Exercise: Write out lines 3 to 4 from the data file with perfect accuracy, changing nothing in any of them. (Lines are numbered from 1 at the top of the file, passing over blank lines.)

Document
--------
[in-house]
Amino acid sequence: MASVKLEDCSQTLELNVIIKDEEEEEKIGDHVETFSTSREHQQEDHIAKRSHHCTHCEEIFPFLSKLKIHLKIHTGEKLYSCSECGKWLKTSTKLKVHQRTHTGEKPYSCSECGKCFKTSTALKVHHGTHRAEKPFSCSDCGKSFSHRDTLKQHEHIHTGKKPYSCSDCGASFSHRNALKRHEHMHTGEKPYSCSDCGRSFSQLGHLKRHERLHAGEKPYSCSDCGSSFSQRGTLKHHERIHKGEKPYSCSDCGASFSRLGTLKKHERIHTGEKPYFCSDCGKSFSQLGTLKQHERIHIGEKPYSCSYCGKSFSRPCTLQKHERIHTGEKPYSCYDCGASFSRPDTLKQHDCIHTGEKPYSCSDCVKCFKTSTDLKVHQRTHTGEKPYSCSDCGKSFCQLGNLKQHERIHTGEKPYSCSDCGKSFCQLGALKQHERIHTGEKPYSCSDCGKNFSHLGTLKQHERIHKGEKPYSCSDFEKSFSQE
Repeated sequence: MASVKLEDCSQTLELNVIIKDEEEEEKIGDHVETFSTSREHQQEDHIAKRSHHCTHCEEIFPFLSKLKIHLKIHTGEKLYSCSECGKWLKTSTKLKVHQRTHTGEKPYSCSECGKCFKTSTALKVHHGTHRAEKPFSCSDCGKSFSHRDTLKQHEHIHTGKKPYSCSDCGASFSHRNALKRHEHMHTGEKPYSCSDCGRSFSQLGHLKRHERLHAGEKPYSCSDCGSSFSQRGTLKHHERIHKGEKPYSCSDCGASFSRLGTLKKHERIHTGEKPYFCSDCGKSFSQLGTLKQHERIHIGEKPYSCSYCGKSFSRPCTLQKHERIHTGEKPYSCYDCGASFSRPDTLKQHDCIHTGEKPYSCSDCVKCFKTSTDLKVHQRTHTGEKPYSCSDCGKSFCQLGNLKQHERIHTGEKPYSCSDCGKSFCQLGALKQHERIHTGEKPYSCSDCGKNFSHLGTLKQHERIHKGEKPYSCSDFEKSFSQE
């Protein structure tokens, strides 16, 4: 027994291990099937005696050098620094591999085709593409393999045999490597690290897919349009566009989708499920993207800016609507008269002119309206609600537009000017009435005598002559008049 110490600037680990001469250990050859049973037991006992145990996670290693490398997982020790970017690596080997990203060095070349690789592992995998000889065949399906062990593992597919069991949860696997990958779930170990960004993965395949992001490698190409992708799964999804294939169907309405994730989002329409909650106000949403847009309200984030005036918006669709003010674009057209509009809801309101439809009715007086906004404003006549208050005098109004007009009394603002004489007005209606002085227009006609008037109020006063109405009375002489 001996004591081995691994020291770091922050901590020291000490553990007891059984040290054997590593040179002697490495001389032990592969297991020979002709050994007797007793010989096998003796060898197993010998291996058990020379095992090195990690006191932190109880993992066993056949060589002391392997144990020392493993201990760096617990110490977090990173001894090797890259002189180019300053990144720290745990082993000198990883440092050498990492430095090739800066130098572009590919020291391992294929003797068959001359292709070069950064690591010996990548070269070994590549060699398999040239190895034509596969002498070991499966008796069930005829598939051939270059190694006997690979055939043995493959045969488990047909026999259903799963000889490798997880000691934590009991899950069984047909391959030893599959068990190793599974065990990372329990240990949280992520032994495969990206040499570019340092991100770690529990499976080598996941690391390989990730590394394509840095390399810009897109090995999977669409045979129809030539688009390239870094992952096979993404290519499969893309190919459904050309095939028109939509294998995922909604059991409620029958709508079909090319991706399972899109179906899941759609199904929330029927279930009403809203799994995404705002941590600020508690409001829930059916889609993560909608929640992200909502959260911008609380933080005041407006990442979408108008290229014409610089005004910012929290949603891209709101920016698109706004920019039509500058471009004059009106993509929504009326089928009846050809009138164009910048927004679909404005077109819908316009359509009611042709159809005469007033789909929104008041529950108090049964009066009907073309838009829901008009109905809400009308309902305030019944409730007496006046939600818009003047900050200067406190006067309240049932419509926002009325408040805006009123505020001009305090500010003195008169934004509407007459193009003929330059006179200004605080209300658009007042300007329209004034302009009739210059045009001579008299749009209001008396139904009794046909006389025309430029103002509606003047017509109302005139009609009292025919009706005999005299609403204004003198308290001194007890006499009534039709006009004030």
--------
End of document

Repeated sequence: MASVKLEDCSQTLELNVIIKDEEEEEKIGDHVETFSTSREHQQEDHIAKRSHHCTHCEEIFPFLSKLKIHLKIHTGEKLYSCSECGKWLKTSTKLKVHQRTHTGEKPYSCSECGKCFKTSTALKVHHGTHRAEKPFSCSDCGKSFSHRDTLKQHEHIHTGKKPYSCSDCGASFSHRNALKRHEHMHTGEKPYSCSDCGRSFSQLGHLKRHERLHAGEKPYSCSDCGSSFSQRGTLKHHERIHKGEKPYSCSDCGASFSRLGTLKKHERIHTGEKPYFCSDCGKSFSQLGTLKQHERIHIGEKPYSCSYCGKSFSRPCTLQKHERIHTGEKPYSCYDCGASFSRPDTLKQHDCIHTGEKPYSCSDCVKCFKTSTDLKVHQRTHTGEKPYSCSDCGKSFCQLGNLKQHERIHTGEKPYSCSDCGKSFCQLGALKQHERIHTGEKPYSCSDCGKNFSHLGTLKQHERIHKGEKPYSCSDFEKSFSQE
């Protein structure tokens, strides 16, 4: 027994291990099937005696050098620094591999085709593409393999045999490597690290897919349009566009989708499920993207800016609507008269002119309206609600537009000017009435005598002559008049 110490600037680990001469250990050859049973037991006992145990996670290693490398997982020790970017690596080997990203060095070349690789592992995998000889065949399906062990593992597919069991949860696997990958779930170990960004993965395949992001490698190409992708799964999804294939169907309405994730989002329409909650106000949403847009309200984030005036918006669709003010674009057209509009809801309101439809009715007086906004404003006549208050005098109004007009009394603002004489007005209606002085227009006609008037109020006063109405009375002489 001996004591081995691994020291770091922050901590020291000490553990007891059984040290054997590593040179002697490495001389032990592969297991020979002709050994007797007793010989096998003796060898197993010998291996058990020379095992090195990690006191932190109880993992066993056949060589002391392997144990020392493993201990760096617990110490977090990173001894090797890259002189180019300053990144720290745990082993000198990883440092050498990492430095090739800066130098572009590919020291391992294929003797068959001359292709070069950064690591010996990548070269070994590549060699398999040239190895034509596969002498070991499966008796069930005829598939051939270059190694006997690979055939043995493959045969488990047909026999259903799963000889490798997880000691934590009991899950069984047909391959030893599959068990190793599974065990990372329990240990949280992520032994495969990206040499570019340092991100770690529990499976080598996941690391390989990730590394394509840095390399810009897109090995999977669409045979129809030539688009390239870094992952096979993404290519499969893309190919459904050309095939028109939509294998995922909604059991409620029958709508079909090319991706399972899109179906899941759609199904929330029927279930009403809203799994995404705002941590600020508690409001829930059916889609993560909608929640992200909502959260911008609380933080005041407006990442979408108008290229014409610089005004910012929290949603891209709101920016698109706004920019039509500058471009004059009106993509929504009326089928009846050809009138164009910048927004679909404005077109819908316009359509009611042709159809005469007033789909929104008041529950108090049964009066009907073309838009829901008009109905809400009308309902305030019944409730007496006046939600818009003047900050200067406190006067309240049932419509926002009325408040805006009123505020001009305090500010003195008169934004509407007459193009003929330059006179200004605080209300658009007042300007329209004034302009009739210059045009001579008299749009209001008396139904009794046909006389025309430029103002509606003047017509109302005139009609009292025919009706005999005299609403204004003198308290001194007890006499009534039709006009004030």